Buy buttons for beer: Coronavirus economy births new models

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Alfie’s Beer Bus found a niche as an offbeat character at events in the U.K. — like an ice cream truck, only with alcohol. Then the coronavirus came.

“Alfie’s Beer Bus is a mobile bar which depends primarily on events, meaning that we were initially very worried when lockdown measures and other restrictions were announced,” said Paul Cammack, founder and owner of Alfie’s.

The beer bus shifted its gears, turning to a mix of an online store, social tools and a direct link to checkout to adapt to the times. The weddings and parties are gone for now, replaced by people isolated at home, turning to virtual happy hours and video meetups.

The Alfie's spirits truck became a delivery vehicle, requiring a new online store and checkout.

Alfie’s added an interface and virtual storefront that Cammack describes as basic, but it allows the bus’ products to shine for consumers, who can also order and buy products directly. “All you have to do is find a photo, then add a title, a description and a price and you're done,” Cammack said, adding much of the work was done with an iPhone.

Alfie's Beer Bus
Alfie's Beer Bus

The challenges small businesses face can’t be understated. The coronavirus lockdowns closed businesses for months, and the reopenings come with financial hardships and changes in customer patterns to accommodate — and in many cases, enforce — a decline in foot traffic. Still, other stores are in communities that have seen scattered incidents of vandalism amid the largely peaceful protests following the murder of George Floyd. These stores may need to delay their reopenings to accommodate repairs.

Some of the changes, such as spacing out tables at restaurants or other social distancing tactics, will probably be temporary; but other responses such as digital shopping are permanent.

“Digital storefronts that many businesses put up to enable e-commerce are likely to remain and be developed further,” said Zil Bareisis, head of retail banking at Celent. “I would also expect those merchants that turn on contactless on their POS terminals during the crisis will keep it on afterwards."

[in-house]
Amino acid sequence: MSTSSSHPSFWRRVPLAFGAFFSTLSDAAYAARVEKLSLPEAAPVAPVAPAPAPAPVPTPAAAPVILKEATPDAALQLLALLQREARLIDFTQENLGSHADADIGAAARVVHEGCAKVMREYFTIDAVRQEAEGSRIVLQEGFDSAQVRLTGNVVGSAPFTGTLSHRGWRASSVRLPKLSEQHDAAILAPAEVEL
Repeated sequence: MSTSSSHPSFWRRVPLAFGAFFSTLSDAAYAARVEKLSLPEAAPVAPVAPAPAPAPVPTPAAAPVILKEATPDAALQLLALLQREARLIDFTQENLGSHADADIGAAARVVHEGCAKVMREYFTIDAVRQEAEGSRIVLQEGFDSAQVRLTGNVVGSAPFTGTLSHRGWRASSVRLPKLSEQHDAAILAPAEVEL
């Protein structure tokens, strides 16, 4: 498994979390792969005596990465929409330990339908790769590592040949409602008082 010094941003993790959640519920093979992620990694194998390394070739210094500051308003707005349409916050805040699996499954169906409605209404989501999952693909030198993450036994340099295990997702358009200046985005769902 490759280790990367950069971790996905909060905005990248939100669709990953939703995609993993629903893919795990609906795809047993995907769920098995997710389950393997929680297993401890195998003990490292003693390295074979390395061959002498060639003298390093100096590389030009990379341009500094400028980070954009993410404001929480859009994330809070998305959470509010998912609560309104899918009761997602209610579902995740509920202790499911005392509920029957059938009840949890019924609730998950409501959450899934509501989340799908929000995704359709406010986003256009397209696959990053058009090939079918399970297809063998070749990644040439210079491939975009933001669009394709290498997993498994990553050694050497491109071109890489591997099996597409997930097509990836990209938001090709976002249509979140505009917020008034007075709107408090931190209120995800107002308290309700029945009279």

Businesses need capital to fix liquidity problems from being shut down for up to two months, and tools to migrate more of their businesses to digital shopping and payments, often through social media sites.

“The current situation we all find ourselves in has put incredible strain on small to medium sized enterprises, and even with restrictions being slowly lifted there is still a huge amount of adapting to be done,” said Or Perlman, U.K. country lead at SumUp, which provided the technology that powered Alfie's online store.

With physical shops being closed or restricted, social media is very much a lifeline for many small businesses in deeping people updated with their development, or even letting people know they are still open, Perlman said. "Small businesses don't need to become tech entrepreneurs. They only need to post [a message saying], 'order through the link in my profile.'"

Payment technology companies have pushed tools to move companies online faster, often approaching businesses that previously had little or no digital footprint before, while also turning to alternative lending to provide more capital to businesses.

The urgency is putting existing tools to work faster. Credit lines and crowdfunding are filling PPP gaps; while online storefronts and in-app buy buttons are getting a fresh look as ways to move offline sales to social media sites. Alfie’s Beer Bus is lucky in that it already has the last mile figured out.

"It’ll definitely be a platform we will continue to use once the lockdown has lifted. Lockdown has also given us time to focus on our other business, Alfie’s Coffee Company,” Cammack said.

Small businesses are under particular stress because of the relatively low amount of cash most have on hand, usually less than a month’s worth. But smaller businesses can also adjust faster.

“Small businesses are incredibly resilient,” said Sam Taussig, head of global policy at Kabbage. “Bakeries and restaurants quickly converted to selling basic pantry goods to consumers having difficulty finding these items in local stores. Tailors and manufacturers converted their business to make masks for first responders and health care providers.”

Small businesses are rapidly adopting digital solutions in light of the crisis, Taussig said, reporting Kabbage has seen spikes of demand for new products. Its payment product has seen a 300% growth in the past three months as more businesses traditionally slower to adopt technology needed to find digital, contactless means to accept payments and conduct business during shelter-in-place orders.

The growth of contactless payments payments can also provide small businesses with more information about consumers, their shopping habits and preferences when tied to apps or other merchant sites, argues Jason Thomas, CEO of Tappit, which provides payment technology for event facilities, most of which are still closed but will likely face different ticketing and concession practices upon return.

“This data delivers operational efficiencies, increases consumer spending and most importantly, enables a full view of each and every fan,” Thomas said.

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